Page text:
The Four-C trail isnt the most exciting trail, but its one of the only overnight trails in East Texas. Ive hiked it 4 times now one way and its always quiet and a bit wild. You can get dropped off at Ratcliff Recreational area, or the Neches Bluff Overlook, and picked up at the other for a shorter trip. The trail is under maintained in many areas, passing through private property that is often not well marked. The trail can be unmarked in some sections, but if your out for an overnight hike, you've probably got the common sense to find your way. I'd suggest a trip in the early spring or fall, when the mosquitoes and humidity are low. The shack in the middle point was in poor shape, possibly the roof caught fire during a controlled burn from pine needles on top? it rained and i had to sleep all the way to one wall to get away from the rain splatter. I have seen multiple venomous and non-venomous snakes on the trails so use caution. Geocaches are plenty along the trail if you cant find them, often just a pile of burnt plastic from the prescribed burns or just a film canister. Ive only run into 1 group of people the 4 times i've done it, so not too busy of a trail. I recomend plenty of bug spray, a hammock with mosquito netting, and plenty of water. Like I said, its not the ozark trail, but its all we got :)
We hiked the trail March 17/18, 2016. A bridge was washed out by the recent rains but with some effort we made it past that point. No one at the ranger station told us this (we called before we began) and we had placed our water on the other side of this bridge which was 5 miles (about) into the hike. If we hadn't made it past (we ran into others that didn't make past) we would have not had water for the second day. The camp site seems to be farther than 9 miles and the map is not very helpful but the trail is well marked. The further we hiked the more bridges were out. Some had obviously been out for awhile. Lots of trees were down and it seemed that the further into the hike we got the less maintained the trail was. We did not mind since we liked the challenge. Oh, and parts of the forest were still burning from a recent fire but nothing that had us alarmed. We just walked past. We would do it again!
My girlfriend and I did a two day hike on this trail 2/27/2016-2/28/2016. We started at the southern trailhead by Ratcliff Lake and hiked about 11 miles then setup camp. The trail is very well marked and even though there are some places where trees have fallen on the path which require you to make small detours, we never had any issues finding the trail.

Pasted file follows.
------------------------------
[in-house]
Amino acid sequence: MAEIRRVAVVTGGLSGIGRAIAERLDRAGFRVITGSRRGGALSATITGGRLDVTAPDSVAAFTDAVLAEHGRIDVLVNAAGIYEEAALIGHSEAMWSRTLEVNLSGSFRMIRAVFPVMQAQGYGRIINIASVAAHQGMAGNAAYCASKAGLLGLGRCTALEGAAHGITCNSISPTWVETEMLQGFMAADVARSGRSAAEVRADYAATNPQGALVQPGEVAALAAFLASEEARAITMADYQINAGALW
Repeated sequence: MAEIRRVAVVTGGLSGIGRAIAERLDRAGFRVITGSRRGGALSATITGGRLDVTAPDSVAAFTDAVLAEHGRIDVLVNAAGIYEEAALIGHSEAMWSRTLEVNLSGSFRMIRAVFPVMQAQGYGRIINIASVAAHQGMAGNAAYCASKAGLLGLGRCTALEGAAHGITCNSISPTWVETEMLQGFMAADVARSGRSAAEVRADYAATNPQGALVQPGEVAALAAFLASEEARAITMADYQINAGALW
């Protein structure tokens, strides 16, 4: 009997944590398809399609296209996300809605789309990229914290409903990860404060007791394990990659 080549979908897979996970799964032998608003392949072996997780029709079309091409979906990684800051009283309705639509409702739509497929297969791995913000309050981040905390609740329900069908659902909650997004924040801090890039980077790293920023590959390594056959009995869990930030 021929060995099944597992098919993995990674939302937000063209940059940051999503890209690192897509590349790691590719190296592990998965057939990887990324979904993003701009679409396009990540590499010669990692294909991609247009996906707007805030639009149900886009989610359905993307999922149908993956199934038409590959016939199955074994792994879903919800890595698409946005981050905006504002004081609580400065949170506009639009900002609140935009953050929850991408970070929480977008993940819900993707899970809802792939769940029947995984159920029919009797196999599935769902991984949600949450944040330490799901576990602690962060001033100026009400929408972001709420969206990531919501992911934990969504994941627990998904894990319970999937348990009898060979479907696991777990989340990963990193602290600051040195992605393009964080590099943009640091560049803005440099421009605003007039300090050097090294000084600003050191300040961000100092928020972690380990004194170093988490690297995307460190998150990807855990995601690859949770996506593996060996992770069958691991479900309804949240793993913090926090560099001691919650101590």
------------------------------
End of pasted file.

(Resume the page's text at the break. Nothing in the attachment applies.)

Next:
I read a few recent reviews that stated the shelter at Walnut Creek Camp was no longer there, however this information is incorrect. The shelter is still there and aside from what appeared to be a burned hole in the roof, is in good shape.
Overall it was a blast hiking this trail. We may start from the northern trailhead next time to get a different perspective.
This trail is a little confusing to me. I think the Neches Bluff Trail is a small portion of the Four C trail, but cannot find what the official Neches Buff Trail is.
We did hike 2.5 miles down to near the water and back to the park road where the trail continues on.
It was mostly easy with a few moderate sections of elevation changes (We are flat-landers). The recent rain left many places on the trail that were flooded. Easy enough to get around.
I was surprised that the trail never took us to a bluff, just down to the water's edge.
It was an enjoyable hike and would love to continue on where we left off someday.
I hiked the 20 miles in a little over two days. The trails were easy to hike and was able to form a steady pace along the way.
The trails were well marked by trees which were placard by white tags and the creeks had well maintained bridges for easy passage.
I crossed several park service roads, none had signs which would have confirmed exactly where I was in relation to the map that I had.